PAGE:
The other thing I might change is how the soundtrack works – there are two separate and excellent soundtracks to the game by Aesque and Disasterpiece, but the player is given the choice between them. Since I liked both soundtracks, I probably would have preferred if the game handled that for me – perhaps by, I dunno, alternating the music every three levels or every other time you visited the title screen. I would have liked if the levels were shorter too – by the time you get to level 8 you have to collect about 40 puppies, which just throws up a wall which it’s difficult to progress beyond. It might be better if the levels got faster and more intense without just getting longer.
These are just little niggles for me, though – it’s only that I enjoyed the game so much that I care about any of these things. The fact is, this is the best game in the contest by a long shot. I can’t recommend it highly enough. If we only had one vote instead of six, I wouldn’t even have debated giving this one my vote.
Another game that falls into the simple-but-very-well-executed category that tends to win me over There’s not much to it, really – you’re trying to get back to your home in the sky by jumping through levels composed of clouds, thunder storms, gusts of wind and floating enemies. While I did feel that there could have been more variation to the random elements, I liked what was present. In a contest largely populated by technical experiments, Minus really stood out for me as something different.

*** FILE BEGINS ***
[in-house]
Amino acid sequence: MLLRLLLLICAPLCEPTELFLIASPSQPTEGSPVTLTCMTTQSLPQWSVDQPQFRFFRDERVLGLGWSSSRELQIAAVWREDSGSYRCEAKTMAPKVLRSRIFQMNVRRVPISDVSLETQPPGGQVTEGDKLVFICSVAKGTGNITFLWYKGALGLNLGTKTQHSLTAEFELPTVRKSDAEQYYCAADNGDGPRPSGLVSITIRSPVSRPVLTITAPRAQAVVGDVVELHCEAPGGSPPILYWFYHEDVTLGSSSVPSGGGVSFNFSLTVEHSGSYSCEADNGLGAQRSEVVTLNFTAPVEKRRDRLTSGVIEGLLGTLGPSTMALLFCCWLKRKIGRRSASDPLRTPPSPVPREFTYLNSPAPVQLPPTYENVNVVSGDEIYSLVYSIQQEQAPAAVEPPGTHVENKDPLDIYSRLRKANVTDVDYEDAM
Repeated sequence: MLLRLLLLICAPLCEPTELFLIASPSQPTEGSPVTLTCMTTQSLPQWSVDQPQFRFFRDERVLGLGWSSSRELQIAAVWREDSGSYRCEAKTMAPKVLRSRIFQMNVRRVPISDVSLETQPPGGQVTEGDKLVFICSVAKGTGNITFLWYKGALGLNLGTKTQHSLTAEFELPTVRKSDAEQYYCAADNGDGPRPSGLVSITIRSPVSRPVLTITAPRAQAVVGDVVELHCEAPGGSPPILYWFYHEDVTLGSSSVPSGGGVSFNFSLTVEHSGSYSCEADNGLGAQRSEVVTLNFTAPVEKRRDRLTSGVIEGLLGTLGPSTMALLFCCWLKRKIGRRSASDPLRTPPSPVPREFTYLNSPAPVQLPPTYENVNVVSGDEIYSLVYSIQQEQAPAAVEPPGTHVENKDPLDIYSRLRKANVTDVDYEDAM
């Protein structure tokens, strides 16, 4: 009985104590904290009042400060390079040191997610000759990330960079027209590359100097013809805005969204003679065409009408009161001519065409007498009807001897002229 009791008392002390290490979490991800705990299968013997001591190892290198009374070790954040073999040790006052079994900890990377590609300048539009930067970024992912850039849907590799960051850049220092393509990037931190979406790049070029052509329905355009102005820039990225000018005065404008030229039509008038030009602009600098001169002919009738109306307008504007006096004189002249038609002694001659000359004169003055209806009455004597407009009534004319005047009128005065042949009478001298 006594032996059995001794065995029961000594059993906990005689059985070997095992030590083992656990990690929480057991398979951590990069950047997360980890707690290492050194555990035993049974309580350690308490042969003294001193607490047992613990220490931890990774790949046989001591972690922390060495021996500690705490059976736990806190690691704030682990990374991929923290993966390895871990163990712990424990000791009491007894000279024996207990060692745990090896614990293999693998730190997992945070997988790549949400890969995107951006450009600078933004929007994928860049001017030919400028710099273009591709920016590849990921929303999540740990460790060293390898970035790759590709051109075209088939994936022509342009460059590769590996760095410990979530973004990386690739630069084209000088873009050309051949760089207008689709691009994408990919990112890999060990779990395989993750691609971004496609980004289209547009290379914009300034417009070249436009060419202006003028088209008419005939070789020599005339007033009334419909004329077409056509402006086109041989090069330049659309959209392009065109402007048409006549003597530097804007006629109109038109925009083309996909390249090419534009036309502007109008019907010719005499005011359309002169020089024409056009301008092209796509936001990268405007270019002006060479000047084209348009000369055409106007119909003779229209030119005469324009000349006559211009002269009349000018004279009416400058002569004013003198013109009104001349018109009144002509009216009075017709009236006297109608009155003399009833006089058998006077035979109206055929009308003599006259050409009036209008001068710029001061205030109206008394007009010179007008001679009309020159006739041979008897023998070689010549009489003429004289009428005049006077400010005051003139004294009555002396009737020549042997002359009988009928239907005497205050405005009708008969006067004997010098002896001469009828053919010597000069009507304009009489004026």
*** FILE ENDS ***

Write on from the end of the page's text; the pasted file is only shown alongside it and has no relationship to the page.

Of course, there were loads of other games in the contest I considered voting for: (this isn’t even a complete list, but I had to draw the line somewhere…)
The only joke game in the contest, believe it or not. The procedurally generated aspect of the game primarily comes from the random insult generator, which basically just strings together lots of vaguely naughty words to create insults like “Ear Hugger”. Every so often though, it hits gold and comes up with a classic like “Motherwad” or “Fuck Fucker”.
Despite the gameplay clearly being an afterthought, it’s actually quite a bit of fun to play – there’s a bit of skill involved in positioning yourself safely and dispatching the enemy spaceships, and the first time the fast shooting ones appear it’s genuinely nerve wracking. The upgrade system works really well too, giving the game a feeling of progression – something key that’s sadly missing in many of the entries to this contest. Things taper off a bit once you’ve completely leveled up – at that point, the game doesn’t really get any harder, and the only thing left to do really is start again.
This is gorgeous, but unfortunately it’s so buggy that it’s practically unplayable. My very first turn involved gently driving into a specimen, which sent it hurtling into space and flipped my buggy onto it’s back! That experience aside, though, I really loved the atmosphere of the game and the beautiful landscapes it generates. With a bit more work on the actual gameplay there could be something really cool here.